Block 1020 then chooses one of the candidate locations which has not yet been processed. Block 1030 performs the context-sensitive free-time search process for this candidate location, using the logic of FIGS. 3-7. The results of the search are then saved (Block 1040), and Block 1050 checks to see if there are any other candidate locations to be evaluated. If there are, then control returns to Block 1020 to select the next candidate. Otherwise, processing continues at Block 1060 where the results from evaluating each candidate location are combined, and processing then continues at Block 1100 of FIG. 11.
 Block 1100 of FIG. 11 gets the sort preferences for sorting the search results. These preferences may be obtained by prompting the meeting scheduler, etc., as has been described with reference to Block 740 of FIG. 7. The results are then ordered accordingly (Block 1110), and returned (Block 1120) to the invoking logic (i.e., Block 250 of FIG. 2, in preferred embodiments) for display to the meeting scheduler.
FIG. 12 illustrates a sample GUI showing results of a search where multiple potential meeting times and locations were found. In this example, the meeting scheduler requested a meeting 60 minutes long, and did not specify a particular location. The four meeting invitees are John, Sally, Paul, and Mary. Four different types of meeting participation are possible in this example, ordered from in-person participation to “as needed” participation. Thus, four busy bars are shown for each invitee. Bold font has been used in the legend to the left of each busy bar to show which type of participation is allowable for this invitee.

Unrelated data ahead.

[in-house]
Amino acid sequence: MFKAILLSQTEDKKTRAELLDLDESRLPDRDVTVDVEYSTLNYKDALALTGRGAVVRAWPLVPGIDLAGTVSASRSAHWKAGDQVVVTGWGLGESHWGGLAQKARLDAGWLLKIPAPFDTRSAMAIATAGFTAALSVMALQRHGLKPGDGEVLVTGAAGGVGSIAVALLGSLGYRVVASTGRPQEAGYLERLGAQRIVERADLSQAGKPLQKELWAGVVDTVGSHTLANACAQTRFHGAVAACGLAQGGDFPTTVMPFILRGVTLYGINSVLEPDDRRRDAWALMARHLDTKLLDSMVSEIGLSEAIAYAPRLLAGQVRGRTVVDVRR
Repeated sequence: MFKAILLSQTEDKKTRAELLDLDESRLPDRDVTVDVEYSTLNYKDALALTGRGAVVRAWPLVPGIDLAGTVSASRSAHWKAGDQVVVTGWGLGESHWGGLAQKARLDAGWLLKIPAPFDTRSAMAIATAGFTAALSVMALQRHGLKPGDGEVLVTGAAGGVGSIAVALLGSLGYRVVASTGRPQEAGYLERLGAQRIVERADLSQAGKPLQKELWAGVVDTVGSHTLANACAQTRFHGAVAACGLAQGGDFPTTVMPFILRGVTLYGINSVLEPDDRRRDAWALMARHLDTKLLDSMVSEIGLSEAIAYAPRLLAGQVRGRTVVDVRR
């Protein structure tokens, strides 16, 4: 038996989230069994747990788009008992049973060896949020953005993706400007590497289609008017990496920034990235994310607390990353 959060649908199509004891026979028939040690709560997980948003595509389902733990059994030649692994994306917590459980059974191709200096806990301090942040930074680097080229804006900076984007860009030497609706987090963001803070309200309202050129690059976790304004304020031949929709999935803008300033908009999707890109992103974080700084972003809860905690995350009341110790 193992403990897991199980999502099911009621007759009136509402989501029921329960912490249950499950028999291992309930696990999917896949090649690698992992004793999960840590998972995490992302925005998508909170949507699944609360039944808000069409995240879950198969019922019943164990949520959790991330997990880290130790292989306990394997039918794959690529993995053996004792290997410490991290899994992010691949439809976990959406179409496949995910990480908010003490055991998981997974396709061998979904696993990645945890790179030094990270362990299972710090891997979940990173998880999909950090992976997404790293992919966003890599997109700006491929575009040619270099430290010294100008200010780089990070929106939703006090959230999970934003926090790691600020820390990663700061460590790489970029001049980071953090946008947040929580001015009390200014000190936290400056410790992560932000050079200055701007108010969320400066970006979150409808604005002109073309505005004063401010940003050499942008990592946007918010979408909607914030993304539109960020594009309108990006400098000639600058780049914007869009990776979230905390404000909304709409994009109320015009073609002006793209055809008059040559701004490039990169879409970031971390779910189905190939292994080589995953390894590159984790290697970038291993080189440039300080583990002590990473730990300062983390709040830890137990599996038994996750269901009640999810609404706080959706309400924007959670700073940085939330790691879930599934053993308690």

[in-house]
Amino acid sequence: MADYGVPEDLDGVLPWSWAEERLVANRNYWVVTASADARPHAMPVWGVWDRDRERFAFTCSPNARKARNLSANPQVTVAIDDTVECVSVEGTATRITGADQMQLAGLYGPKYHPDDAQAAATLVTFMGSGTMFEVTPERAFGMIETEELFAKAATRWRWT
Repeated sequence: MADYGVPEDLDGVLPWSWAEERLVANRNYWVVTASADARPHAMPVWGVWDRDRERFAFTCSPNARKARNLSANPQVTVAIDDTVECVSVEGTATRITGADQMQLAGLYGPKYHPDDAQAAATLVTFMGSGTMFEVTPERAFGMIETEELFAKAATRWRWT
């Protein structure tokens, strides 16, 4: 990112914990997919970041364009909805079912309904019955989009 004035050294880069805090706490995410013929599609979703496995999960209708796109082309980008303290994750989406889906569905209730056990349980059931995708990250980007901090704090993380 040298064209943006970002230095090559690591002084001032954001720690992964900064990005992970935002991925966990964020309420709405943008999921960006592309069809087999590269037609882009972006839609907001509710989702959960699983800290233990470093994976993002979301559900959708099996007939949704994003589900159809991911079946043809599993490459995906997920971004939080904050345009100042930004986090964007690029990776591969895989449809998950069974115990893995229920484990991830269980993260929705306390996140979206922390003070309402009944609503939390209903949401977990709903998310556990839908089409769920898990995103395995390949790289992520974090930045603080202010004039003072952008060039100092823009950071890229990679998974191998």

According to preferred embodiments, the busy bars presented to the meeting scheduler represent the invitee's actual availability for various types of meeting participation, including the impact of the policy considerations, user preferences, and so forth that are applied during operation of FIGS. 4-6. (Note that while Block 420 of FIG. 4 selectively sets busy bars to “all-busy” for participation types that are not allowable for each invitee, this all-busy status pertains only to the search process and is not used in preferred embodiments if the busy bars are displayed.) The in-person busy bar is preferably displayed with the computed location-sensitive travel times, which were determined according to operation of Blocks 440-460 of FIG. 4. Showing each invitee's actual availability, in terms of free/busy-time segments, to the person scheduling the meeting may enable him/her to make a better decision when selecting among the potential meeting times/locations. Furthermore, this information may assist in making a decision as to whether re-doing the search with different criteria is advisable.